italian bakeries

Why Italian bakeries are so good and among the best in the world?

Italian bakeries are certainly among the best in the world. The choice of quality ingredients, and a long baking tradition preserved for generations, make the difference. Let’s discover together all the types of Italian bread.

The ancient art of baking

The history of bakeries and the development of bread making has been handed down through the experience of peoples and production techniques. In fact, bread has old roots, even before the times of the ancient Romans. This is why Italian bakeries are among the best in the world. Thanks to them, indeed, the professions of the baker or the miller became essential for the society. However, in the feudal age there was a setback, following the barbarian invasions. But, with the Renaissance the activity resumed at a rapid pace. The types of bread and flours increased. Above all, white or dark bread distinguished the rich table from the popular one.


Italian bakeries are among the best in the world also because of the ancient kneading and baking techniques.

The communal oven

During the Middle Ages, in the villages there was only one oven for everyone. A communal oven was an oven that the community members shared and used togheter. Each family had its own stamp with which to mark the bread raw, so as to recognize it. Bread was not made every day, but at periodic intervals. The loaves were always quite large because they had to withstand the long winter months without going mouldy. The first examples of wood-fired ovens were born in Egyptian times and then perfected by the Greeks. They were responsible for the introduction of the first public ovens. The turning point came in the 18th century with the creation of mechanical mixers and electric ovens. But we only see the first example of a domestic oven around 1700. Today, some ancient communal ovens are popular again, and available to citizens in some Italian towns and cities.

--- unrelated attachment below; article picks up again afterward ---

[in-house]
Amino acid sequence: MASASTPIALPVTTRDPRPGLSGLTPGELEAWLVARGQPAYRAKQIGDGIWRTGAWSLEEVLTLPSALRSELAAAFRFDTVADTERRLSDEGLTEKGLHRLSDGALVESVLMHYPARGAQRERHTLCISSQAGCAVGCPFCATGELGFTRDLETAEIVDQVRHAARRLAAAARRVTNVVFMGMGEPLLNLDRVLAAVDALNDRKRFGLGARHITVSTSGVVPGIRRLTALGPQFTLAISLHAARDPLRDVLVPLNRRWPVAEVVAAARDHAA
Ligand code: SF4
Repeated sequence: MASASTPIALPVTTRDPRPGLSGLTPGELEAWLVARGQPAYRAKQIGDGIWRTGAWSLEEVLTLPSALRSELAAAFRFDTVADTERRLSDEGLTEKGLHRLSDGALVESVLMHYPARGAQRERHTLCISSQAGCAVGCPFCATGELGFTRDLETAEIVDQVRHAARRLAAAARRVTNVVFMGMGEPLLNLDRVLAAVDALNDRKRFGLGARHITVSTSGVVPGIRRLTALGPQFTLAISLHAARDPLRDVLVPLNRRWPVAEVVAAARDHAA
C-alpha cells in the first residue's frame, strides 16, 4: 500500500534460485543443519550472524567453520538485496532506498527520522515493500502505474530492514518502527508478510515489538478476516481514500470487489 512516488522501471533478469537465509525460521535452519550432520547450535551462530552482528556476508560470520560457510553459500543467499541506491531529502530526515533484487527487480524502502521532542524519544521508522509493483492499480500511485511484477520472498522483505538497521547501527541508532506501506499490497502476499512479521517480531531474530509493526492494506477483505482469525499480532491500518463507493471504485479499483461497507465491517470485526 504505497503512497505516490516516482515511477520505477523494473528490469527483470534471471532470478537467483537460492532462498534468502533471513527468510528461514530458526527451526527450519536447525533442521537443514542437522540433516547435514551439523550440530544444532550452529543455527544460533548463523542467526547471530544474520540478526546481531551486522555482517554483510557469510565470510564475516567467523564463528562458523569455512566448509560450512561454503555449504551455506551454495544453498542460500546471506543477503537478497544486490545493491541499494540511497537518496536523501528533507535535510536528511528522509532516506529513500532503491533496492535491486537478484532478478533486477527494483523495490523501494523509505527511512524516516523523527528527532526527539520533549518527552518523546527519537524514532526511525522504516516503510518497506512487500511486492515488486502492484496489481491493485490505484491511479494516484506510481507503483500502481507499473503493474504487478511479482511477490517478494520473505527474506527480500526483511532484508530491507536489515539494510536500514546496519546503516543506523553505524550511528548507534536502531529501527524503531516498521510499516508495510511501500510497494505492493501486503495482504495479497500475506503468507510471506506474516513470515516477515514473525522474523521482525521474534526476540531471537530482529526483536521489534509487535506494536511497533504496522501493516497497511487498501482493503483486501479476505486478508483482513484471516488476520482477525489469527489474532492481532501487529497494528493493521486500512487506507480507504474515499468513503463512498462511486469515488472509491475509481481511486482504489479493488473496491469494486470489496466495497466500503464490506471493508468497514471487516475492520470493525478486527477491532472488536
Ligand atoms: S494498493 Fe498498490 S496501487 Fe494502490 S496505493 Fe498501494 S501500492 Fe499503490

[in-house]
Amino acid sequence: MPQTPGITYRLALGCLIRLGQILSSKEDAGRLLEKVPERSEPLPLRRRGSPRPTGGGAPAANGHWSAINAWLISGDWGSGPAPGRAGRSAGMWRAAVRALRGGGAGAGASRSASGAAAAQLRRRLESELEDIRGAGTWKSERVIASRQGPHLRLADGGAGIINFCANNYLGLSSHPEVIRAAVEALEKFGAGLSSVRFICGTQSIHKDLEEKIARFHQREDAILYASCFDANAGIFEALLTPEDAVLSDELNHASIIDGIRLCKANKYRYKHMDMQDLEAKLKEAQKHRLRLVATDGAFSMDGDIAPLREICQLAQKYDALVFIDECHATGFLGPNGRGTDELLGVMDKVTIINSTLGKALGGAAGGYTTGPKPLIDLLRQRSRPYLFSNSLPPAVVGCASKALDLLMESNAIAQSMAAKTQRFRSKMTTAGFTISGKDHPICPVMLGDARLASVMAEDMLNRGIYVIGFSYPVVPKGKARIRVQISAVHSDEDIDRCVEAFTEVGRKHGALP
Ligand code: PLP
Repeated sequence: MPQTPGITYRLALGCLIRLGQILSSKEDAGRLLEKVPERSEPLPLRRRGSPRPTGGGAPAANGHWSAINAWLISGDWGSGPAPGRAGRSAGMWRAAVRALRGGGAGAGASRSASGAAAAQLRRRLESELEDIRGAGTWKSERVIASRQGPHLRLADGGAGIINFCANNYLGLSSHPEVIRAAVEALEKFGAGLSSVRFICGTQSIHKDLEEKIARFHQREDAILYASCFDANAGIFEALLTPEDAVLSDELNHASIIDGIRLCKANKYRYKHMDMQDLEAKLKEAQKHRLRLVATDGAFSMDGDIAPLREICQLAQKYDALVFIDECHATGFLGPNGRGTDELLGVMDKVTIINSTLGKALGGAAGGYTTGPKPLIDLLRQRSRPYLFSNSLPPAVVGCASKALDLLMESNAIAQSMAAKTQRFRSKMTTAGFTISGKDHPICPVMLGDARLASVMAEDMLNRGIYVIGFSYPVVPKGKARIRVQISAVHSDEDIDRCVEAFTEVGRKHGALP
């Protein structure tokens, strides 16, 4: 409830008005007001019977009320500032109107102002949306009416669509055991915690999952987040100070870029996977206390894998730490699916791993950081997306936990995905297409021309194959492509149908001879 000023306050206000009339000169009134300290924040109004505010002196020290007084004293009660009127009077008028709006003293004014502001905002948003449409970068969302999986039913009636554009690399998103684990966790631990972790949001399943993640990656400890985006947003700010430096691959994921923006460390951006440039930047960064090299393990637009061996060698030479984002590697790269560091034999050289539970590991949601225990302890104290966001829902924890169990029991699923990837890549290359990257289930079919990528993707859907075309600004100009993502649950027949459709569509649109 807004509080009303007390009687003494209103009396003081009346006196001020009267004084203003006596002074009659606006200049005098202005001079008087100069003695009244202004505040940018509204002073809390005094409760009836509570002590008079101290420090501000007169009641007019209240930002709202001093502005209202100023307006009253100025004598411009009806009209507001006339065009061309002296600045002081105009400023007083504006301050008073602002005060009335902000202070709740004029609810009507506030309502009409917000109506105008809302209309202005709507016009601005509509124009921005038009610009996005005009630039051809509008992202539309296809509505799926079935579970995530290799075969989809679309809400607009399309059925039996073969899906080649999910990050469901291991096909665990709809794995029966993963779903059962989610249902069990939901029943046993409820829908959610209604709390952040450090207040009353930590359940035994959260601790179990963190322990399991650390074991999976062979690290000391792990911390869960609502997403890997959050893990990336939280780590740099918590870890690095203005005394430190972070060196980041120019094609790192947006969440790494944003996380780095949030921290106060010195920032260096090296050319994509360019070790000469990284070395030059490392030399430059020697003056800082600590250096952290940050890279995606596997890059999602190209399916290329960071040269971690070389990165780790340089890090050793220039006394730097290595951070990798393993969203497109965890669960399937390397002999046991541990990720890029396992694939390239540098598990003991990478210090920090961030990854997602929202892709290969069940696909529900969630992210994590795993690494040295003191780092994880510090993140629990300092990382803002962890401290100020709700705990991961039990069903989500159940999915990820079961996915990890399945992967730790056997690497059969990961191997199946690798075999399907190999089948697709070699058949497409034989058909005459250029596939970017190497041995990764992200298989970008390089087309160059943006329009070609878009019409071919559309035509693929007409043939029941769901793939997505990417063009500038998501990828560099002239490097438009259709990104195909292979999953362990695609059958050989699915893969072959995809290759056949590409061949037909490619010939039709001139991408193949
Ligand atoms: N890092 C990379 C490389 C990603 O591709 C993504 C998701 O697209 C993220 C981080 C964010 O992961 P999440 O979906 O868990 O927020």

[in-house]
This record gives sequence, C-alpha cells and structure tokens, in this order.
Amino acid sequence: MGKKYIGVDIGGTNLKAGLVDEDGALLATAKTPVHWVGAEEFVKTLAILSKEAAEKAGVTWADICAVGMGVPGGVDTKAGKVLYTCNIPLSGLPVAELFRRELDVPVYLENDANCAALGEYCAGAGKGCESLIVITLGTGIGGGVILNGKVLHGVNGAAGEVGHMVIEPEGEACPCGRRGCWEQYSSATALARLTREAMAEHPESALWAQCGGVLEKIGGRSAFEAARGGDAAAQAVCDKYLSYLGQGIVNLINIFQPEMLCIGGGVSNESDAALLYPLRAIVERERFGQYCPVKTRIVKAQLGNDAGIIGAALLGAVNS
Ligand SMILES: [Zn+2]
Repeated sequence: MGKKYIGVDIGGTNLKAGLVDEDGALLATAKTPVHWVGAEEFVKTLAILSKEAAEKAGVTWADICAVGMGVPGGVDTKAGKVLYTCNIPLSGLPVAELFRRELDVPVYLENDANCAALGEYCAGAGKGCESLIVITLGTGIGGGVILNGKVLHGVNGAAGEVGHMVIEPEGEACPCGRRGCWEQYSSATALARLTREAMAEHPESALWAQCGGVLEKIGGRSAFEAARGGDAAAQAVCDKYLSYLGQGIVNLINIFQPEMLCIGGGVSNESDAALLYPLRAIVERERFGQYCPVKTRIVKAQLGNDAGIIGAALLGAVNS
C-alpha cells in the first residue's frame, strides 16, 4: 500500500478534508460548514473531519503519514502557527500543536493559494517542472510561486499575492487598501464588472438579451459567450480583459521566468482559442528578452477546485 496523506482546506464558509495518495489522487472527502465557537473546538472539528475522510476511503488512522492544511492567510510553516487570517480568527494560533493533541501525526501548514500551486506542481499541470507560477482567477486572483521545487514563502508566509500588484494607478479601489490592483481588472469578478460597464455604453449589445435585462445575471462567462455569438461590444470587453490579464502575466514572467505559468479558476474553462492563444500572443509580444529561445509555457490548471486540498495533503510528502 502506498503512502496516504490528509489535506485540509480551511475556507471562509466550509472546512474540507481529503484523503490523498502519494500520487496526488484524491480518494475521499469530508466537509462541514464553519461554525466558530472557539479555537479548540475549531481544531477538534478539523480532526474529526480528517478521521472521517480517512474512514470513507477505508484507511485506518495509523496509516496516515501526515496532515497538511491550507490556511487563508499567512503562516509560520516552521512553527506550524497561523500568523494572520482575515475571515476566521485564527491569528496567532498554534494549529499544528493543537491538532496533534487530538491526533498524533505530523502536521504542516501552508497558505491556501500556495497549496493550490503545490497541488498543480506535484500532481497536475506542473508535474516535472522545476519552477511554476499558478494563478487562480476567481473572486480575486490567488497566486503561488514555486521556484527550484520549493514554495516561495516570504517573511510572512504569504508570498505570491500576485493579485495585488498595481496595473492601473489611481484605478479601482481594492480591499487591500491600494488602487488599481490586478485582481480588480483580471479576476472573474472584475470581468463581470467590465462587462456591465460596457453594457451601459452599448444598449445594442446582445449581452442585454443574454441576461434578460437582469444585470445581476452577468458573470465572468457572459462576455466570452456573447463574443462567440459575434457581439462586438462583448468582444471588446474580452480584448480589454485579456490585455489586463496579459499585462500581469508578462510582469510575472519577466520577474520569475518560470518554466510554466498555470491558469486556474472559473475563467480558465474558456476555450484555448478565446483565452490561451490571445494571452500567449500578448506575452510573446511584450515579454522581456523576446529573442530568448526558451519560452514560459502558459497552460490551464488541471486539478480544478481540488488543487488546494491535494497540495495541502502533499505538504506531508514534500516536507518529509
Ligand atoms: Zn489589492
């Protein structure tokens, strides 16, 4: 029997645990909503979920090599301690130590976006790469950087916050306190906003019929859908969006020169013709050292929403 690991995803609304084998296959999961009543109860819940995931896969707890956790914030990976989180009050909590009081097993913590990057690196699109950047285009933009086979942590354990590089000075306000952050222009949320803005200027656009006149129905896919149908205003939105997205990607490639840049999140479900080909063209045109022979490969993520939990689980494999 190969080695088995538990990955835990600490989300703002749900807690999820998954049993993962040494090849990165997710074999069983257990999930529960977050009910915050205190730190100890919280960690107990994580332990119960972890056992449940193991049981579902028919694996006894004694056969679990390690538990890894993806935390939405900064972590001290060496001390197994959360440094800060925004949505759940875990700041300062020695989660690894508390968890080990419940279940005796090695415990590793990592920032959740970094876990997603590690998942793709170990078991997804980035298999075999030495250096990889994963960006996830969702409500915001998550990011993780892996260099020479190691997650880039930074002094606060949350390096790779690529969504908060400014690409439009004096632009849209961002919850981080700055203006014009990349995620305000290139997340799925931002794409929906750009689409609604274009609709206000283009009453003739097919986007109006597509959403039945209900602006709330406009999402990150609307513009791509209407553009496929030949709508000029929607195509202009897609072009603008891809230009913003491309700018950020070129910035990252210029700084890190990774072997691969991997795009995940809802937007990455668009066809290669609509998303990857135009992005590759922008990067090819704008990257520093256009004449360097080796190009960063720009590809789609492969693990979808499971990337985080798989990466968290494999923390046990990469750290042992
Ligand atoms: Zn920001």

The sourdough starter

Sourdough starter is the only leavening agent used for bread making until the 19th century, when brewer’s yeast took over. It is a natural yeast that allows the dough to ferment and therefore grow. According to legend, in ancient Egypt, about 4000 years ago, a young servant forgot to put freshly kneaded bread into the oven. The next day he decided to bake it anyway, so as not to waste it. He saw that the bread had not only tripled in volume, but was also much crispier on the outside once baked and much better. He discovered the sourdough starter. Even today, in Italy we use sourdough starter for the typical Neapolitan pizza, for example, where slow leavening is essential.

sourdough starter

The sourdough starter is one of the secrets to have a crispy crust and a soft crumb with a typical flavour.

All shapes of bread